Do you never say to your 12 year old "you're not going out dressed like that?". It's a matter of what your family and your culture perceives to be acceptable and respectable
This is possibly how I might begin to try to explain it

FreeBirdsFlying Fri 13-Jul-12 11:13:38

Thanks for the replies and I will do my best to explain about respect etc.

Bathsheba Fri 13-Jul-12 11:16:02

I was faced with the same question last week - my answer to my 8 year old was "thats how some people believe they should dress" - that was accepted fine by my DD

rainydaysarebad Fri 13-Jul-12 11:17:25

Tell the truth. Say that some men can't stand the idea of other people looking at their "possession", so the women have to be covered up.

Wow, didn't take long for an ignorant person to make an ignorant comment. That comment you made there cowNiMa could also be applied to any abusive controlling man, regardless of religion or culture.

ophelia275 Fri 13-Jul-12 11:17:39

My ds asked me about why Muslim women wear headscarfs, so I said, "because they are Muslims". He asked me again so I just said "I don't know, why don't you ask them". He changed the subject.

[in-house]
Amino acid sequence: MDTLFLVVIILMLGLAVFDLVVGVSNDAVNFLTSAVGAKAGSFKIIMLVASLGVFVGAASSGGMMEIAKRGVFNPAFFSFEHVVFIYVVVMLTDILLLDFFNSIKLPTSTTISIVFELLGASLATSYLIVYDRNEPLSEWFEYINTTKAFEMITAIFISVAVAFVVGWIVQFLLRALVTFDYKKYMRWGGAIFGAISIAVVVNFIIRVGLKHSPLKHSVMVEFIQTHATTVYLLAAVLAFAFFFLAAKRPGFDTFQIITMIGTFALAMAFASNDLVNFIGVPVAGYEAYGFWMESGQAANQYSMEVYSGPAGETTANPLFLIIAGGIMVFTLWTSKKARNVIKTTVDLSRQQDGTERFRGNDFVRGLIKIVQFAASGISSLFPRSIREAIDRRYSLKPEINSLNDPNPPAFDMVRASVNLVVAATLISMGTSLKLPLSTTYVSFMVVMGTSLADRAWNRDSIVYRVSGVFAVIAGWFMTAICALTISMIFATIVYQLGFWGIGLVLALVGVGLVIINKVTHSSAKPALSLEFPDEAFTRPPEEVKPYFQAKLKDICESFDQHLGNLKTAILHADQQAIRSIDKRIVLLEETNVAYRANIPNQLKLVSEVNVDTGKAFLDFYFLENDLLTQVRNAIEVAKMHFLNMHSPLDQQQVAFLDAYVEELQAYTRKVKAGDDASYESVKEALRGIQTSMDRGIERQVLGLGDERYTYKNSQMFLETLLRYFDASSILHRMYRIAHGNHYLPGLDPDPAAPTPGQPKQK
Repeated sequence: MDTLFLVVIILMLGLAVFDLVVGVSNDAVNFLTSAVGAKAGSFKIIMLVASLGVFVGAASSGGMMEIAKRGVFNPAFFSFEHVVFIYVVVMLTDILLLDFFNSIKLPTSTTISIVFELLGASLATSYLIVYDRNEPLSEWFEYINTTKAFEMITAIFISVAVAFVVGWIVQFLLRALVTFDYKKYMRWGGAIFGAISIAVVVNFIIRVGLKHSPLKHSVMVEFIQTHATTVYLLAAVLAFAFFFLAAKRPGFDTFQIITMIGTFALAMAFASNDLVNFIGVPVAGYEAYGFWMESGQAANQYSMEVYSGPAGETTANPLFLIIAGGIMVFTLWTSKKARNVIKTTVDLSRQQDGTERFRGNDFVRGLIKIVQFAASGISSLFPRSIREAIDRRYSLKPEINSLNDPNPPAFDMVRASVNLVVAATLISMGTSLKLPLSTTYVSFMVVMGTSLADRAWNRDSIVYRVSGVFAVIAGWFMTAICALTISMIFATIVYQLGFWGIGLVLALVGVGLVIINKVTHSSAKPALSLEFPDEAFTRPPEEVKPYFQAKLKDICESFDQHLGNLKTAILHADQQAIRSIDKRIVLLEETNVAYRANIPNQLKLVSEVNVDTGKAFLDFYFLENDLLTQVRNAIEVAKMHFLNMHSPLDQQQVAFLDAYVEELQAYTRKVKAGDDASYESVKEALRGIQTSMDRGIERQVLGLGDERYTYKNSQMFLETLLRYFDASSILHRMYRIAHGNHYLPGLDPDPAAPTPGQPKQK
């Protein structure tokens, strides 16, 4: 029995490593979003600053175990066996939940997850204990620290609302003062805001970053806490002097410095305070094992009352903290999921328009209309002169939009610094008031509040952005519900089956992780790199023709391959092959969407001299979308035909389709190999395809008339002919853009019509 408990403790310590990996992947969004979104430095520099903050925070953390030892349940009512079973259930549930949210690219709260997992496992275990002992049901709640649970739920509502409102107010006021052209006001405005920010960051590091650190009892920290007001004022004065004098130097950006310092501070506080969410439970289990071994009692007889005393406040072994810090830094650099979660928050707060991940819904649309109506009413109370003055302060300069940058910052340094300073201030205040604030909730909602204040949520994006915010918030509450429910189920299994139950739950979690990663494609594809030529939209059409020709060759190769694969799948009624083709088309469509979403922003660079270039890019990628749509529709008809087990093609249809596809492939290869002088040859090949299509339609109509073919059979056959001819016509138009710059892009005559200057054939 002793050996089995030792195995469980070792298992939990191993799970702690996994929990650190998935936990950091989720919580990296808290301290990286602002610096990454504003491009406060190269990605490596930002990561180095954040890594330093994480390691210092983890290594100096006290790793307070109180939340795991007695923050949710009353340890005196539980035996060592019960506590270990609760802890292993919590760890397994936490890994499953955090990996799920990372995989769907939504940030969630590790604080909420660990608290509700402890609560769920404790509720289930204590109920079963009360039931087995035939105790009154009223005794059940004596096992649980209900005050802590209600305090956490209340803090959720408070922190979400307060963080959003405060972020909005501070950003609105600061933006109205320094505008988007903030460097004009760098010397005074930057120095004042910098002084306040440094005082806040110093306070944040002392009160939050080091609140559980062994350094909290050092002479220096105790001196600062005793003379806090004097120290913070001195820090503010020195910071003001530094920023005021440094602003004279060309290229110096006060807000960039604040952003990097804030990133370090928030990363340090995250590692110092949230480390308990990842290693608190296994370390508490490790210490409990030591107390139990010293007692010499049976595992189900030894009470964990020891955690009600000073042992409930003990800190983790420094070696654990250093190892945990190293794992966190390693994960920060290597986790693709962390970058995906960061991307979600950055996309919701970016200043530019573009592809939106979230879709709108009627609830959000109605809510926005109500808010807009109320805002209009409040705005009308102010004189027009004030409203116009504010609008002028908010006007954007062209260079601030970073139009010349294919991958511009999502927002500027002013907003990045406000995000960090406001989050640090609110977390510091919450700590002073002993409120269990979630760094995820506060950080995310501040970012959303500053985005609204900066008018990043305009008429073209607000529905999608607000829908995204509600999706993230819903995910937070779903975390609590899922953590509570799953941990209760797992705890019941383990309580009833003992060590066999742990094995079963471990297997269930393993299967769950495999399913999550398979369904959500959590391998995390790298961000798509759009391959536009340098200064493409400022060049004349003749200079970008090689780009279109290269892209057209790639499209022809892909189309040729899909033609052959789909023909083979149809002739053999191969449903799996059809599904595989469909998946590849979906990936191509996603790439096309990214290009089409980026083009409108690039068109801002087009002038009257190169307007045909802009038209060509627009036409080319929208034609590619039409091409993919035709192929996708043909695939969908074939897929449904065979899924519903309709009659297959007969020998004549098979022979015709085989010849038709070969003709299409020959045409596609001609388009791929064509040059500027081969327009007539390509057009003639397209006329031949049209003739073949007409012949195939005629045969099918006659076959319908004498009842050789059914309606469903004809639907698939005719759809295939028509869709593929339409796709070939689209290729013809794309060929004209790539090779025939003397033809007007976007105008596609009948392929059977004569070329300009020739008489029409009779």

FreeBirdsFlying Fri 13-Jul-12 11:21:21

My 12 year old goes around in her sports kit most of the time. grin

So the women choose to wear the scarves/veils and if they don't want to wear one,they won't.

I've explained to DC about uncomfortable topics and DC is just finished reading Under the hawthorn tree and Wildflower girl. I suppose its easier to discuss a topic you know more about.

Rooble Fri 13-Jul-12 11:24:43

smile - I'm sure she'd get the idea though!!

squeakytoy Fri 13-Jul-12 11:31:18

I grew up in lancashire where many women walked about wearing headscarves, women of all cultures. I dont think at 5 there is any need to go into a politically/racially controversial discussion with a child.

Softlysoftly Fri 13-Jul-12 11:33:41

Freebirds. No worries I hate the insidious sexism yesterday I had to fix her car seat and she said "well done mummy you did a boy job like baba".

I was shock she's 2.8 where did she learn that?!

FreeBirdsFlying Fri 13-Jul-12 11:44:13

Its the subtle drip drip of helpless female on childrens tv imo. Not that I've thought about it much. But likewise I was having drinks lunch with some friends yesterday and many of them see their husbands as helpless oafs who would be in dirty clothes and starving if not for the wife.

GrimmaTheNome Fri 13-Jul-12 11:45:09

>I grew up in lancashire where many women walked about wearing headscarves, women of all cultures
To stop the damp air from making their perms go frizzy? grin

hackmum Fri 13-Jul-12 12:08:17

FireoverBabylon: "There is a discussion about why women wear these, but I'm not convinced taht these woman are made to do this - they choose to"

You could put that to the test by going to Saudi Arabia or Afghanistan and wandering around without a headscarf. Good luck.